Scientists assume that one of the main building blocks of life is water, which is why astronomers and scientists alike have been searching planets for it.
The main searches are in the "goldilocks zone" which is the area around a star where the temperatures are close that of Earth's or fall under the potentially habitable category. A team of scientists from the University of Cambridge looked into the atmospheric observation data of nineteen exoplanets in an attempt to try and figure out if their atmospheres could lead to the planet containing water.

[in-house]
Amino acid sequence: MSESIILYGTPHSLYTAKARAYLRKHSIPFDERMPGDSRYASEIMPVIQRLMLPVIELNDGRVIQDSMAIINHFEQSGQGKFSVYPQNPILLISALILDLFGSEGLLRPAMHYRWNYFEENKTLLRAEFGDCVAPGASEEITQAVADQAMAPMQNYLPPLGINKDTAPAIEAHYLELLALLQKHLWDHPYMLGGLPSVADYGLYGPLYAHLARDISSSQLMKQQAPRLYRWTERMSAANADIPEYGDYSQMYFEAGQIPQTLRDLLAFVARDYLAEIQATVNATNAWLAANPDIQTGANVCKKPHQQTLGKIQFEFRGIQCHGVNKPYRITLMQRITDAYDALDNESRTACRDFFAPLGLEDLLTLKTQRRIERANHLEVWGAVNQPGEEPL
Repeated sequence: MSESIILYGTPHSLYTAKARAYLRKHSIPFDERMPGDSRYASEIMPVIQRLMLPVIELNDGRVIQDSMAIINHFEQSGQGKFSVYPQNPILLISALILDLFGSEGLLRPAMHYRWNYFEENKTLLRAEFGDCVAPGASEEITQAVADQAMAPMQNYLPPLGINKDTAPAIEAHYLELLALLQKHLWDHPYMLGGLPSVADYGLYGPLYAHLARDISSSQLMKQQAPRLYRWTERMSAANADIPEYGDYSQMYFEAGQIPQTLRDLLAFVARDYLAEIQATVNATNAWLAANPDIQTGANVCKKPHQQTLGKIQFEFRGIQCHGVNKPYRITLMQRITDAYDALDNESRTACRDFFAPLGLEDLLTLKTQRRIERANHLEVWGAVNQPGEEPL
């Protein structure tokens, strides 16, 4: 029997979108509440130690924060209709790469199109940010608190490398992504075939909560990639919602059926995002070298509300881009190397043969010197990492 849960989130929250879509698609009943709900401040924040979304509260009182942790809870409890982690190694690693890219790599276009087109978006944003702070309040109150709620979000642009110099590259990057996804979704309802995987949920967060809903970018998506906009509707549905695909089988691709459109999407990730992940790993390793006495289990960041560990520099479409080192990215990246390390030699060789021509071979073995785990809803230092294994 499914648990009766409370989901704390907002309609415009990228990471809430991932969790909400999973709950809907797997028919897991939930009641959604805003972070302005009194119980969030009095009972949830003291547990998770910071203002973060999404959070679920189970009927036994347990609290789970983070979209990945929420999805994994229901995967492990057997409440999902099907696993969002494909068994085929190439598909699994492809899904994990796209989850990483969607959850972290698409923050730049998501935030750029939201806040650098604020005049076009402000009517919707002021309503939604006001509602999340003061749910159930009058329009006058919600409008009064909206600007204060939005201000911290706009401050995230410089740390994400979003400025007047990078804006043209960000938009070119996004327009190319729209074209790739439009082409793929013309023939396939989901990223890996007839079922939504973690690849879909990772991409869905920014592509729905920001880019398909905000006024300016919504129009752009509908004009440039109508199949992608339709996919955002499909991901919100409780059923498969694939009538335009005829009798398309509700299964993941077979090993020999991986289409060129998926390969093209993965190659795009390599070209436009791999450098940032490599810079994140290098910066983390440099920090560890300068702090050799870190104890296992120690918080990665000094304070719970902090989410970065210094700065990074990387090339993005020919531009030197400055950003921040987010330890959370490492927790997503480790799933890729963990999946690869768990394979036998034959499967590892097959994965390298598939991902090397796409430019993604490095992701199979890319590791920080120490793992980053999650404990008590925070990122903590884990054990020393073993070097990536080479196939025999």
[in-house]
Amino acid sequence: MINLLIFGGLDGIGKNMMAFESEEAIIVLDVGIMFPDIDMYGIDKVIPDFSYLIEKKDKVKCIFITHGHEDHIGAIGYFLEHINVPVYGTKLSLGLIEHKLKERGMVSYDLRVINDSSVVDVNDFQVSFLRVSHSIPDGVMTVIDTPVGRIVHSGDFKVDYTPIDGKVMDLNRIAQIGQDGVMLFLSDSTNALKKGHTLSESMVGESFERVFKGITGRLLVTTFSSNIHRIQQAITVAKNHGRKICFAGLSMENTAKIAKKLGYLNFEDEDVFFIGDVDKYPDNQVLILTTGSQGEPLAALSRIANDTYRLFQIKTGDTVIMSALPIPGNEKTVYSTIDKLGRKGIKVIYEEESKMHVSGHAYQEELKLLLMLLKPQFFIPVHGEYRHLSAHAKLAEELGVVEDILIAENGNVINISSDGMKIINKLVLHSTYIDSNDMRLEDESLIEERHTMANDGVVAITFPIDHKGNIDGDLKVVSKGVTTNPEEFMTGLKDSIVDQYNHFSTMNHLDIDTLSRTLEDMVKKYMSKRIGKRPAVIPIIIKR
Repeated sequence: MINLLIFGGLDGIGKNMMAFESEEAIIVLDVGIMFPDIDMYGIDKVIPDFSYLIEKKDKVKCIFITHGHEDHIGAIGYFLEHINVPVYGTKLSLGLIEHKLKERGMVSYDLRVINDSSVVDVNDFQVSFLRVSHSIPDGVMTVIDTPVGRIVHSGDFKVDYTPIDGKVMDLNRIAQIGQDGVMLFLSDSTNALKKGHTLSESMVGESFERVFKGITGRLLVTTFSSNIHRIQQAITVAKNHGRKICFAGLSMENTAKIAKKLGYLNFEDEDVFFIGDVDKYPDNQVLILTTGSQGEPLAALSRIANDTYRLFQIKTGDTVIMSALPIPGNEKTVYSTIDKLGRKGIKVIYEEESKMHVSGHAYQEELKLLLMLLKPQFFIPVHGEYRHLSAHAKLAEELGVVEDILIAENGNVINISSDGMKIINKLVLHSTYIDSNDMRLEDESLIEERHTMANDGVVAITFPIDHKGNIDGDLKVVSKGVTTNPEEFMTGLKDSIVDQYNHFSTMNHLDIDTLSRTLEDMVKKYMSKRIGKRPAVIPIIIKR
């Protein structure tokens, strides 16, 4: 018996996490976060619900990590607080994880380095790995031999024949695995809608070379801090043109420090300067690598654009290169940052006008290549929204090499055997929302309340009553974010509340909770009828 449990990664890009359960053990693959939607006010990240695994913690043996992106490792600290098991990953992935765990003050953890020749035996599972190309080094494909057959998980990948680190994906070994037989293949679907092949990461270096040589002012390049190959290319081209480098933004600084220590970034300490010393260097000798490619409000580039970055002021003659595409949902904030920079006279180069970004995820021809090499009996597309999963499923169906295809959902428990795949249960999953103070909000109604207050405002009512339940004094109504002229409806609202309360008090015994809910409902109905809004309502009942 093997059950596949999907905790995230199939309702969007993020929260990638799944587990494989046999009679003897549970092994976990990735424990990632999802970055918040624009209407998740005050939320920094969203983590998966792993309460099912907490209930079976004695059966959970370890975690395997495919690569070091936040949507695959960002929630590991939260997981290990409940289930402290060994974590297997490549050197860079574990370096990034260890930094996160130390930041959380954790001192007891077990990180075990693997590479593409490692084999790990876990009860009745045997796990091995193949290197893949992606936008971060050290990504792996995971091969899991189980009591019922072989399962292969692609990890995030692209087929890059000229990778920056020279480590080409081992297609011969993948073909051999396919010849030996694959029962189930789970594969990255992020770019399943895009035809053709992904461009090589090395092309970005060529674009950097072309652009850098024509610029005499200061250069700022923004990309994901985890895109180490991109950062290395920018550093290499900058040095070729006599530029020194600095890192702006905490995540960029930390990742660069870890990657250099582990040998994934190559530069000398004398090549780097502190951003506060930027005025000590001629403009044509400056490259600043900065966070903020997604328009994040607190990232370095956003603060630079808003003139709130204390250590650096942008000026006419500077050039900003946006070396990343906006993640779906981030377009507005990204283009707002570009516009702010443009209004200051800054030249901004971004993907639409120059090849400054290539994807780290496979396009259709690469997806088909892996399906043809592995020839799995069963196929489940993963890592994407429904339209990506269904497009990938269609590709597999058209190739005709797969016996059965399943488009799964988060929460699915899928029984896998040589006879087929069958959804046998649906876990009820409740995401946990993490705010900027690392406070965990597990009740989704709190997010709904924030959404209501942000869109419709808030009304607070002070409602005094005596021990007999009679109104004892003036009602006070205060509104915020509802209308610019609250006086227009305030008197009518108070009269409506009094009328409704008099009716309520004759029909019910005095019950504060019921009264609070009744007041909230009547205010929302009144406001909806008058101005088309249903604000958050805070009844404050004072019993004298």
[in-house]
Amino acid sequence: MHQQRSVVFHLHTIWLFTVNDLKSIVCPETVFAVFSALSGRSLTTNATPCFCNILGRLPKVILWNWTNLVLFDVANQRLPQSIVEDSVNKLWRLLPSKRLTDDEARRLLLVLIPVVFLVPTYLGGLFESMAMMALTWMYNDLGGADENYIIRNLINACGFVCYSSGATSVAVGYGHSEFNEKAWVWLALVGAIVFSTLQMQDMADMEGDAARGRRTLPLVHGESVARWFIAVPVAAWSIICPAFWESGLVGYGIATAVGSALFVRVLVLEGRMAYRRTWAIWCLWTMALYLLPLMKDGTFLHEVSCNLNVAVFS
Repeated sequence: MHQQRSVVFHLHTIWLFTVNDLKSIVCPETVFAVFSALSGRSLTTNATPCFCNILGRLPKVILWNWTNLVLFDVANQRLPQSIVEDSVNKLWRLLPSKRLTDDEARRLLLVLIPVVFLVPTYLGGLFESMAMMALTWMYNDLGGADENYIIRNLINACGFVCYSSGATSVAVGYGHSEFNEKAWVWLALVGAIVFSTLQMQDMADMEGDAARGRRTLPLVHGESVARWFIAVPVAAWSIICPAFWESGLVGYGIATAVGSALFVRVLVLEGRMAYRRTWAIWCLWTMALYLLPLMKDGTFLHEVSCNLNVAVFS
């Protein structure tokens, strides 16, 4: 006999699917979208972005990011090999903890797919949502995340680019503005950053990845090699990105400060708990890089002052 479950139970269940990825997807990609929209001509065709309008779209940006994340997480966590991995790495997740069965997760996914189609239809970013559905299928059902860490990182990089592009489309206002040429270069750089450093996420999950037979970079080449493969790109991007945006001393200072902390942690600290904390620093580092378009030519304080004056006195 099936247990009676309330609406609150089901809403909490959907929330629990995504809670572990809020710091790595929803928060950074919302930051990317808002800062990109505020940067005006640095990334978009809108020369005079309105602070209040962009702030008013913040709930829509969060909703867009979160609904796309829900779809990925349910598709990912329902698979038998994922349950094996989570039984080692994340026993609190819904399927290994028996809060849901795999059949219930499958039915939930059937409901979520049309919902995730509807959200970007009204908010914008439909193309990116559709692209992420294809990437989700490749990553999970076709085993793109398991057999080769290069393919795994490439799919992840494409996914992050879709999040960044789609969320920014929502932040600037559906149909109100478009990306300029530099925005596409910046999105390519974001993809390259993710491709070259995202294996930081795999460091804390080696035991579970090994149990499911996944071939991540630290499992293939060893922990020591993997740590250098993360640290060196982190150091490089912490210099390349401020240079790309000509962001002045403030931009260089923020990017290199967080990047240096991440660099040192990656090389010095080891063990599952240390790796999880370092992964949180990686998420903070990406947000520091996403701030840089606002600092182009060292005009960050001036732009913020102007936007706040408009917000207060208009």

The exoplanets ranged hugely in size, some being as big as six-hundred Earth masses on the higher side, and some being around ten Earth masses on the lower side. What was found was that water is much more common on these exoplanets than previously thought, but not in high quantities. Dr. Nikku Madhusudhan, who led the research, said, "We are seeing the first signs of chemical patterns in extra-terrestrial worlds, and we're seeing just how diverse they can be in terms of their chemical compositions. It is incredible to see such low water abundances in the atmospheres of a broad range of planets orbiting a variety of stars."
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